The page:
After breakfast, visit Taourir Kasbah, one of the most beautiful Kasbahs in Morocco. After the French left in the 1953, the movie business flourished in Ouarzazate. Visit the film studios where some of the most famous desert landscapes are filmed. You might recognize the sand colored houses of this impressive Ksar (Arabic for “fortified city”) when you see the spectacular fortress of Ait Ben Haddou, the iconic landscape, immortalized in such films as Lawrence of Arabia, Gladiator and Alexander. Ait Ben Haddou is a massive fortification made up of six Kasbahs all protected by UNESCO. You can spend time in its maze of winding streets until reaching a fortified granary at the top which provides an amazing view of the valley.
Leave Ait Ben Haddou, crossing the High Atlas Mountains via the magnificent Tiz In Tichka pass to Marrakech, your home for the next three nights.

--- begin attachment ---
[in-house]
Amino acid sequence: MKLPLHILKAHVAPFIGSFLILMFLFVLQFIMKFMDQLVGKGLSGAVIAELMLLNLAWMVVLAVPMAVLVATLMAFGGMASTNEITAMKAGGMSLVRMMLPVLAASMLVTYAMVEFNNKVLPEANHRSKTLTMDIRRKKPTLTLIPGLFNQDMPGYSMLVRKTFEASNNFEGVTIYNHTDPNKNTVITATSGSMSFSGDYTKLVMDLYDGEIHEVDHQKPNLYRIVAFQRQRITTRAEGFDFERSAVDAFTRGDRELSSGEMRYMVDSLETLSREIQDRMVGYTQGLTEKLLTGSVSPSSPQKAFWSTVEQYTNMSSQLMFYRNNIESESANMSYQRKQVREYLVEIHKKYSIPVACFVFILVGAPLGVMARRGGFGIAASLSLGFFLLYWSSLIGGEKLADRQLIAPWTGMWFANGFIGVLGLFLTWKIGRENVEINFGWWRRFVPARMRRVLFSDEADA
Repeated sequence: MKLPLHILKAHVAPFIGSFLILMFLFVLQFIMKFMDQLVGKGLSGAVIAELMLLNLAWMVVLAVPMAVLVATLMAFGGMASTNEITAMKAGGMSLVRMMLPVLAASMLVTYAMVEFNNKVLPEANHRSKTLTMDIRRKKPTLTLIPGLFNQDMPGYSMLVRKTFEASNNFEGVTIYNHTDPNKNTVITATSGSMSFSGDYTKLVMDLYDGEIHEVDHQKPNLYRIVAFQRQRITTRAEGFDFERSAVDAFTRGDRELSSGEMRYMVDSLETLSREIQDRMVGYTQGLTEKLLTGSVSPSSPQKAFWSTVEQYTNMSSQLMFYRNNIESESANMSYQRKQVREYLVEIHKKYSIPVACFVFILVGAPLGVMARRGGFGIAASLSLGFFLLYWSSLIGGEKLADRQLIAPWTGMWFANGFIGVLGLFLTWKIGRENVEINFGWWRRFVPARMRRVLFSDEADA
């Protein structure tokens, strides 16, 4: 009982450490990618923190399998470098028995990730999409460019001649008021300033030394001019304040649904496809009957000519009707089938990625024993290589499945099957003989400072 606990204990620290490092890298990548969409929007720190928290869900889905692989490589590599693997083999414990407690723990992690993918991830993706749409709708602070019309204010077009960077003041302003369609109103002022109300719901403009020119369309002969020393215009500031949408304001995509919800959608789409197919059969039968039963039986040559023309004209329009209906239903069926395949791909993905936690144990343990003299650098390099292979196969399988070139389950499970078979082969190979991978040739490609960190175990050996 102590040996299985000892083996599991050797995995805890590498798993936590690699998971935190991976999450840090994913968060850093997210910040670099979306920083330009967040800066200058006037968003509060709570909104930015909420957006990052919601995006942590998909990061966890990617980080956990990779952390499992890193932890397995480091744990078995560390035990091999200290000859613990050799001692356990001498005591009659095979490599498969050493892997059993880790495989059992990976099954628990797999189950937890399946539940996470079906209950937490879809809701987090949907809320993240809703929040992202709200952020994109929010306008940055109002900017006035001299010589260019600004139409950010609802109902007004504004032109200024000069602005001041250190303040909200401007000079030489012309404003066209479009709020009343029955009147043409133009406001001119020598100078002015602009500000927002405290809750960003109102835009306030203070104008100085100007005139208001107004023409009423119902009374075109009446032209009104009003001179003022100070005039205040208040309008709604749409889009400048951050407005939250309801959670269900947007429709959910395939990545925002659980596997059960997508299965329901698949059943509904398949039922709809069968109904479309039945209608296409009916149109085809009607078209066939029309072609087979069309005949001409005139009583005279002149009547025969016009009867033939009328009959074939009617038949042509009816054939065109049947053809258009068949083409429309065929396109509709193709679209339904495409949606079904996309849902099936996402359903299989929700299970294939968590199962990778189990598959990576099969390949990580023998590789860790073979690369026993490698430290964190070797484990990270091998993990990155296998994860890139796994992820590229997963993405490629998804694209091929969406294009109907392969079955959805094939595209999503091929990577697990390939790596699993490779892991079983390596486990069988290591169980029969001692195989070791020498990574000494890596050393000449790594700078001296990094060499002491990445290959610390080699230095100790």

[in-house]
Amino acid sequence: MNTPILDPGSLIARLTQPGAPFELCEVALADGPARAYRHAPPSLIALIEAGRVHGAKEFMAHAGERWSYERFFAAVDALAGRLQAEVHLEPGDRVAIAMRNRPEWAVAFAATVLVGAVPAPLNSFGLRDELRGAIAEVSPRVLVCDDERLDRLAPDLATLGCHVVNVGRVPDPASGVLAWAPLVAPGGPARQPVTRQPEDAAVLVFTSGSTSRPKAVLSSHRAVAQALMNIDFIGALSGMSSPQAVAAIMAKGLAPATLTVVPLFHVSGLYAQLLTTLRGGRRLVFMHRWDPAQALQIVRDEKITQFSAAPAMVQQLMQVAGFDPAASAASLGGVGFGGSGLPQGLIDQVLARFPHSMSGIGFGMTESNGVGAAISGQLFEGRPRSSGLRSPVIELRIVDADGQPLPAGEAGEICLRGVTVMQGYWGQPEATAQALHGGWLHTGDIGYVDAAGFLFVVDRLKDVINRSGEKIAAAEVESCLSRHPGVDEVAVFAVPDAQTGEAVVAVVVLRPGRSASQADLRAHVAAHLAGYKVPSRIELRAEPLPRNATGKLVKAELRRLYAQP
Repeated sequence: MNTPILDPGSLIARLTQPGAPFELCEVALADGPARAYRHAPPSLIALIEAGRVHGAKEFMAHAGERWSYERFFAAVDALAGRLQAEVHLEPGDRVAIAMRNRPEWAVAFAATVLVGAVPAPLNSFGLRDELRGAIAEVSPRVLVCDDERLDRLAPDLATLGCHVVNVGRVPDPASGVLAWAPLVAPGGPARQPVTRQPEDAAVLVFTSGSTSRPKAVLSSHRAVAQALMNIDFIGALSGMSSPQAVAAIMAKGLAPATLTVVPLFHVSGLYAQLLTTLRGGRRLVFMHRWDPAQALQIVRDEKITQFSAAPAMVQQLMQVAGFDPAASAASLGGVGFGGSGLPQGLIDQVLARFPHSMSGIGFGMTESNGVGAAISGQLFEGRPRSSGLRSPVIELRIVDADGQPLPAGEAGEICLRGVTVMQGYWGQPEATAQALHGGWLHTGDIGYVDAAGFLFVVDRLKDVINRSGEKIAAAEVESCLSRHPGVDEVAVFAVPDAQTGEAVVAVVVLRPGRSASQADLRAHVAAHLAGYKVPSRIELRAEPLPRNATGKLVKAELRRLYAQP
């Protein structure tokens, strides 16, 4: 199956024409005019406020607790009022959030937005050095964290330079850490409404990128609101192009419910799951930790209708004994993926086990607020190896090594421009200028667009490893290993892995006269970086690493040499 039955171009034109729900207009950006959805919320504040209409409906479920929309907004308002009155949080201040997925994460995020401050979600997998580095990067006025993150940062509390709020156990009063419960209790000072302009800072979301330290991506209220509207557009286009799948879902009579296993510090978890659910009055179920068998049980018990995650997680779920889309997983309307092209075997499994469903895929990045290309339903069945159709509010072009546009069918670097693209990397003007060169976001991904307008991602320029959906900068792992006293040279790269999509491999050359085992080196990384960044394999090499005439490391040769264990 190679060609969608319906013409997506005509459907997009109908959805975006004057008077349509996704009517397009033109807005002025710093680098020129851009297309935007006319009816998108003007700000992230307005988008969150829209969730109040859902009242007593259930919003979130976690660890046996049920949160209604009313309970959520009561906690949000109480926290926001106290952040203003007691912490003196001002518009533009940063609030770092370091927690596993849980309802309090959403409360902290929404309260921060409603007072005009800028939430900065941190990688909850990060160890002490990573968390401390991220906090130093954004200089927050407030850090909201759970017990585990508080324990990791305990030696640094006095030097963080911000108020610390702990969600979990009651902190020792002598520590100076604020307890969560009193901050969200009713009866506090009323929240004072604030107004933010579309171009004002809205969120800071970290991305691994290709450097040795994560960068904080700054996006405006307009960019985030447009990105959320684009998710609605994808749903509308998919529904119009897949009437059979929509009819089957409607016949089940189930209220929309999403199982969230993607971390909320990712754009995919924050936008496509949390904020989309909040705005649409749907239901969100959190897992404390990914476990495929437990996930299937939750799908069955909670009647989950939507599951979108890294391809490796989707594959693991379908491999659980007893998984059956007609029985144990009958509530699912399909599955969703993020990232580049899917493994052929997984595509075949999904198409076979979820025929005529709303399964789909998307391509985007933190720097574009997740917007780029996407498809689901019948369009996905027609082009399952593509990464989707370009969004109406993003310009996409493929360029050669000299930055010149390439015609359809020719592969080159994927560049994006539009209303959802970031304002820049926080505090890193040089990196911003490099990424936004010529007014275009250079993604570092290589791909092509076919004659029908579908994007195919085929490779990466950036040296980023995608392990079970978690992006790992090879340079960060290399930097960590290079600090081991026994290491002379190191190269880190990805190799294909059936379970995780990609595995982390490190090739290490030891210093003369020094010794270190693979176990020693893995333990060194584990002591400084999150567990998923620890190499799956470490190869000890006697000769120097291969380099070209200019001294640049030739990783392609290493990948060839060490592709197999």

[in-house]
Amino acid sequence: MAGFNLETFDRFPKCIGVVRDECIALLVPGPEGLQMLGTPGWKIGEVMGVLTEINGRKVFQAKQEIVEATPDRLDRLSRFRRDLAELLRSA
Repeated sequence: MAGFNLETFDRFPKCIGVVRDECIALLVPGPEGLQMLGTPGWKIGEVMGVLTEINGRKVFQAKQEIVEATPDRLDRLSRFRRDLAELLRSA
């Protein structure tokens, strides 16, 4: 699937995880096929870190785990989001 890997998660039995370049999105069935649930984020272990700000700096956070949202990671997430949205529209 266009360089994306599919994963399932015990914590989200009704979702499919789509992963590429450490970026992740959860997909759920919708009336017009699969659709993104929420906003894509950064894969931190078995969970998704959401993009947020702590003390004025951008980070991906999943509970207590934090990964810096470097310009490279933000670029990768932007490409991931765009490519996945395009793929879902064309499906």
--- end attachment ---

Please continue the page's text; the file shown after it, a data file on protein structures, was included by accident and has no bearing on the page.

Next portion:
Unearth the secrets of Marrakesh beginning in the medina which is the walled section of town and a UNESCO World Heritage Site. This thousand-year-old city was long a political, economic and cultural center. Marvel at its architectural jewels, including the soaring Koutoubia minaret. Continue to the Bahia Palace, an exemplary of privileged life in the 19th century. Your next stop is the Tiskiwin Museum, founded by a Dutch anthropologist. The museum houses an impressive collection of North African arts and crafts organized into geographically themed exhibits with each room focusing on artifacts from different towns and regions along the ancient trade route from Marrakech to Timbuktu. Visit Djemaa el-Fna, Marrakech’s main square. You will find orange juice stalls and vendors, along with fire eaters, mime artists, snake charmers and street musicians performing at every turn. Explore the city’s fabled, labyrinthine souks and their bustling alleyways brimming with all manner of wares.
Day is at leisure.
After breakfast, you will be transferred to Casablanca International Airport for your flight home.